|4th Georgia Regiment||1 February 1777||none||Southern|
|4th Georgia Regiment||23 December 1777||Georgia||Southern|
|4th Georgia Regiment||12 May 1780||Georgia||captured|
|4th Georgia Regiment||1 January 1781||none||disbanded|
Read more about this topic: 4th Georgia Regiment
Other articles related to "service record, record, records, service records":
... The service record of Reinhard Heydrich was a collection of official SS documents maintained at the SS Personalhauptamt in Berlin from 1934 until the fall of Nazi Germany in 1945 ... Most of Reinhard Heydrich's record was captured by the Allies and used for subsequent investigation into Heydrich's duties as head of the RSHA and overall performance in the SS in general ... Today, Reinhard Heydrich's original paper service record is maintained at the German Federal Archives ...
... An Outcast of the Islands (1896) he also appears in the autobiographical volume, A Personal Record (1912), where Conrad writes "If I had not got to know Almayer pretty well ... in harbour." Neither the pathetic Almayer of A Personal Record nor the tragic Almayer of Almayer's Folly have much in common with the real Olmeijer ... On her record-breaking run to Adelaide, she covered 16,000 miles (26,000 km) in 64 days ...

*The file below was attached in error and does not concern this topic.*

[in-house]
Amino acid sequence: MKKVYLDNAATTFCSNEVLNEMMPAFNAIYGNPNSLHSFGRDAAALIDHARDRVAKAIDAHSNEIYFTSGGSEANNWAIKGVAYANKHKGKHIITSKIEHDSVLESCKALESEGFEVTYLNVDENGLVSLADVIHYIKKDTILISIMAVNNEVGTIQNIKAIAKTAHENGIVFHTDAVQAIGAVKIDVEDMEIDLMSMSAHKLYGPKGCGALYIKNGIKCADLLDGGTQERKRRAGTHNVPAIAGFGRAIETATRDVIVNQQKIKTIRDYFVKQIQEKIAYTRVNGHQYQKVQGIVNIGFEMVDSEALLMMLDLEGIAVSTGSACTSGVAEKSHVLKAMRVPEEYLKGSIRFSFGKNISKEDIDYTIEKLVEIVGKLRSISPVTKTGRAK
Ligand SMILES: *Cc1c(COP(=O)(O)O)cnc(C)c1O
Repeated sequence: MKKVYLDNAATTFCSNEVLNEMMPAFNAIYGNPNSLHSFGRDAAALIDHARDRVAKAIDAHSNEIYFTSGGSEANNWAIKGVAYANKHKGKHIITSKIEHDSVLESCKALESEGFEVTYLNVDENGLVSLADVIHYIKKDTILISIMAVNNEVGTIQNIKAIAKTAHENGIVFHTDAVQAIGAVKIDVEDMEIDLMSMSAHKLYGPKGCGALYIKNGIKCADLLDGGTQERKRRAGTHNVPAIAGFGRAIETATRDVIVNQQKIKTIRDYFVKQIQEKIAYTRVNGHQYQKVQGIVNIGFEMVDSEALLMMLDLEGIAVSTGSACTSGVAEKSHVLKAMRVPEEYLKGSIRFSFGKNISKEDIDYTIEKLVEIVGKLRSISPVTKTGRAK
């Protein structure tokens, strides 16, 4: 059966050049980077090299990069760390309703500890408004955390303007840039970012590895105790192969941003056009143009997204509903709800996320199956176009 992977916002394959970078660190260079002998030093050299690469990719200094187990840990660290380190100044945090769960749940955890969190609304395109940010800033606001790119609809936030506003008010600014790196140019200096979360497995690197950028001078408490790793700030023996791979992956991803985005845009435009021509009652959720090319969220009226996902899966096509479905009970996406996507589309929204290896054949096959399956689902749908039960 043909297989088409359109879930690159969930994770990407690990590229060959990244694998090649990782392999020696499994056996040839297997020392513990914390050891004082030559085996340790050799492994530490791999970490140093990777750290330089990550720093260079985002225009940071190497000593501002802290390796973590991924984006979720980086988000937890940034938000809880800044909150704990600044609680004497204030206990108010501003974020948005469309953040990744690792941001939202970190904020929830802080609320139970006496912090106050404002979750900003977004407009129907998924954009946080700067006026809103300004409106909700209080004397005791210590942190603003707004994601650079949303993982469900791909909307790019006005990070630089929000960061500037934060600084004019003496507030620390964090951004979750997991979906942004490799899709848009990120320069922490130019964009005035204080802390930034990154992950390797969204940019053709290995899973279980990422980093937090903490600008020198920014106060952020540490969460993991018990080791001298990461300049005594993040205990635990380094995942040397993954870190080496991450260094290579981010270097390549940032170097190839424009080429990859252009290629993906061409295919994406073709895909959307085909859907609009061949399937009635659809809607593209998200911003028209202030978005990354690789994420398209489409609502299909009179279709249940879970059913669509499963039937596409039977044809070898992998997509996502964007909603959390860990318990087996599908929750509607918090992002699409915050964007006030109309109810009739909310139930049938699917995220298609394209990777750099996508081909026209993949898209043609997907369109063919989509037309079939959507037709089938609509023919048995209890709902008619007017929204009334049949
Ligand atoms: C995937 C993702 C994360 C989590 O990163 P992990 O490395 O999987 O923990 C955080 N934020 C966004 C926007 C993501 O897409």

... The records of Nazi Germany are extensive and the record keeping ability of the Nazi Party was generally considered to be extremely meticulous ... Service records of Nazi organizations are maintained at the Berlin Document Center, in Berlin, Germany, with several microfiche copies of these records available at ... Records of the Wehrmacht, that is the regular armed forces of Germany during World War II, are maintained at the Bundesarchiv, also in Berlin ...
Famous quotes containing the words record and/or service:
“All photographs are there to remind us of what we forget. In thisas in other waysthey are the opposite of paintings. Paintings record what the painter remembers. Because each one of us forgets different things, a photo more than a painting may change its meaning according to who is looking at it.”
—John Berger (b. 1926)
“The man of large and conspicuous public service in civil life must be content without the Presidency. Still more, the availability of a popular man in a doubtful State will secure him the prize in a close contest against the first statesman of the country whose State is safe.”
—Rutherford Birchard Hayes (18221893)